Although cataract surgery is very safe and effective, like any surgery there are some risks such as bleeding and infection. It is important to clearly address these risks and ask your doctor questions as needed. There are some individuals who may have other specific risks, and your doctor will explain these to you prior to surgery. Your doctor may ask you to stop taking some medications temporarily because of an increased risk of bleeding.
Cataract surgery slightly increases your risk of retinal detachment
It’s important to note that cataract surgery can slightly increase your risk of retinal detachment. There are also some specific disorders such as high myopia (nearsightedness) that can further increase the risk of retinal detachment. Symptoms of retinal detachment can include “floaters” or flashes. Floaters are small specks that appear to float around in your field of vision. Flashes of light is another symptom some experience.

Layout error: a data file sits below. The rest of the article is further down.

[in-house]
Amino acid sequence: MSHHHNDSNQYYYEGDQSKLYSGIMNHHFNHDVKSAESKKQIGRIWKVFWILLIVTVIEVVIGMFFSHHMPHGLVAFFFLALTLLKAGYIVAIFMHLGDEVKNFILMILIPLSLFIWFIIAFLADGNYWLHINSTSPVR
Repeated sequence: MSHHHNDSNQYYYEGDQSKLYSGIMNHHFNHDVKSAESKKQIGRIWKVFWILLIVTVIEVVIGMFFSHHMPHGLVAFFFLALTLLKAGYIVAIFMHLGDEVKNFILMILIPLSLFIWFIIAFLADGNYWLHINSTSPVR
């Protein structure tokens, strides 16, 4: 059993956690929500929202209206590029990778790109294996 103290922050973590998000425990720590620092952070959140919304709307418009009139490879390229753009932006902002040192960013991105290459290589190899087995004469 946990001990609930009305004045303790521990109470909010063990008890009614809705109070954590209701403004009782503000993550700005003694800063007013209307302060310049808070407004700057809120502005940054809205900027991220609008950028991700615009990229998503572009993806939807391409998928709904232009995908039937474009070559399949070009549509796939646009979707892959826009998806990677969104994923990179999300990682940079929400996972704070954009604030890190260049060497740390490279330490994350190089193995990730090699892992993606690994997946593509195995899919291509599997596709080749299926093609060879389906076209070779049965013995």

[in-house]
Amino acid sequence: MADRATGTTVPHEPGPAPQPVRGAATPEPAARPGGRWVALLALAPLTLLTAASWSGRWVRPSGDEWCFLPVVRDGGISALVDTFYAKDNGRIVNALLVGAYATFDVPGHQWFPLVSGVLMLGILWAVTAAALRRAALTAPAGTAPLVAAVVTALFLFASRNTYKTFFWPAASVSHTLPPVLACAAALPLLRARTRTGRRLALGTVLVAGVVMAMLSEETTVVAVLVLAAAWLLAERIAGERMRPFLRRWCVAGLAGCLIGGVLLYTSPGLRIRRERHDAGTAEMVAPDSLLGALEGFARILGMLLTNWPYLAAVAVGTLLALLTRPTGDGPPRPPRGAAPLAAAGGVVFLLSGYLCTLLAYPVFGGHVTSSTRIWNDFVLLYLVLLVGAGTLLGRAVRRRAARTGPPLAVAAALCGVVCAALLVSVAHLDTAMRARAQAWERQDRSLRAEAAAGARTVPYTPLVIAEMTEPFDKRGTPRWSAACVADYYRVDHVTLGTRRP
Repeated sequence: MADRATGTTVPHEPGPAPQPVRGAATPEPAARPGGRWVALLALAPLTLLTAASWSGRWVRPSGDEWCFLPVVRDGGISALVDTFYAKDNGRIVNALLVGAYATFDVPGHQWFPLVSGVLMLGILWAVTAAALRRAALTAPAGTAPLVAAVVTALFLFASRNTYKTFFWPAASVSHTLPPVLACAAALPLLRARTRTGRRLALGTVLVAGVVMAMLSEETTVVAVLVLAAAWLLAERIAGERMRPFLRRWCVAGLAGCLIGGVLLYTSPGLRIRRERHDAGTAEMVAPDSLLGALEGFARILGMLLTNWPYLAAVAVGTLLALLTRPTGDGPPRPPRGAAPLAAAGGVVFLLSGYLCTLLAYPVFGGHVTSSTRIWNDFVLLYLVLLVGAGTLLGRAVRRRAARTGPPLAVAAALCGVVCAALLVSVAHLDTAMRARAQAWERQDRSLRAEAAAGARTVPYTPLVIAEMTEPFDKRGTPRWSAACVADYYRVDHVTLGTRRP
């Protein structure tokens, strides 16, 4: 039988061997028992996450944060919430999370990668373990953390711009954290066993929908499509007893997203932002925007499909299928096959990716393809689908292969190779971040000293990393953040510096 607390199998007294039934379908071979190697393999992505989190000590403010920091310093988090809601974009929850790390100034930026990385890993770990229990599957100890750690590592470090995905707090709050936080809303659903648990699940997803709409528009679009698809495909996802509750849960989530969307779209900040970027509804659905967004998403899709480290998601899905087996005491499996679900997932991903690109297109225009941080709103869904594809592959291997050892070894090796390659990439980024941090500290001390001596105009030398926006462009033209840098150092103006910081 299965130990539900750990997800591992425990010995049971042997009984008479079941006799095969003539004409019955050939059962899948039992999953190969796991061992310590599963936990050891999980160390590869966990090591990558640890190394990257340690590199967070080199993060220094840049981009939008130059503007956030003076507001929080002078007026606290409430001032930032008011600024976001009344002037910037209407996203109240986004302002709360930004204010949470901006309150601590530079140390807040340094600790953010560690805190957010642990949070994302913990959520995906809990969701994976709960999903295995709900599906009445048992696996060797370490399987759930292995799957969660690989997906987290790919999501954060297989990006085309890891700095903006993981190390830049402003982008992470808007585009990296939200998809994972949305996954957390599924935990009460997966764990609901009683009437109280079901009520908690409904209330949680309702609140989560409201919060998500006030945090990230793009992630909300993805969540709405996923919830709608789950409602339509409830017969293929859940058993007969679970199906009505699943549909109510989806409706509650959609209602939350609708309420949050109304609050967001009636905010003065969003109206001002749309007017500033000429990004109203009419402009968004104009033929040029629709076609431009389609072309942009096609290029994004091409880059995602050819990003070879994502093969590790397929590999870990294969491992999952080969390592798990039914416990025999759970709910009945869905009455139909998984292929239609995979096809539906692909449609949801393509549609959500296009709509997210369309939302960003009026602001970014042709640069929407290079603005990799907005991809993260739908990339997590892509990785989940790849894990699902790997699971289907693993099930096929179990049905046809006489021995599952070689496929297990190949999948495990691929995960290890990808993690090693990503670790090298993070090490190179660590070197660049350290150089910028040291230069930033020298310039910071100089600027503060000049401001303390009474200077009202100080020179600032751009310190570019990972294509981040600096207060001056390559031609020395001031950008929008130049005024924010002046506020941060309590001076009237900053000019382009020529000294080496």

A retinal detachment is a medical emergency
A retinal detachment is a medical emergency. The sooner that it is treated the more likely a patient will maintain good vision. Any person experiencing floaters or flashes after cataract surgery should go to an emergency room as soon as possible for treatment. There is often no pain associated with a retinal detachment. It is imperative that patients are aware of potential risks following a cataract surgery and to look out for these signs. In some cases, there may be vision loss even with prompt treatment. It is important to note that a retinal detachment is rare after cataract surgery.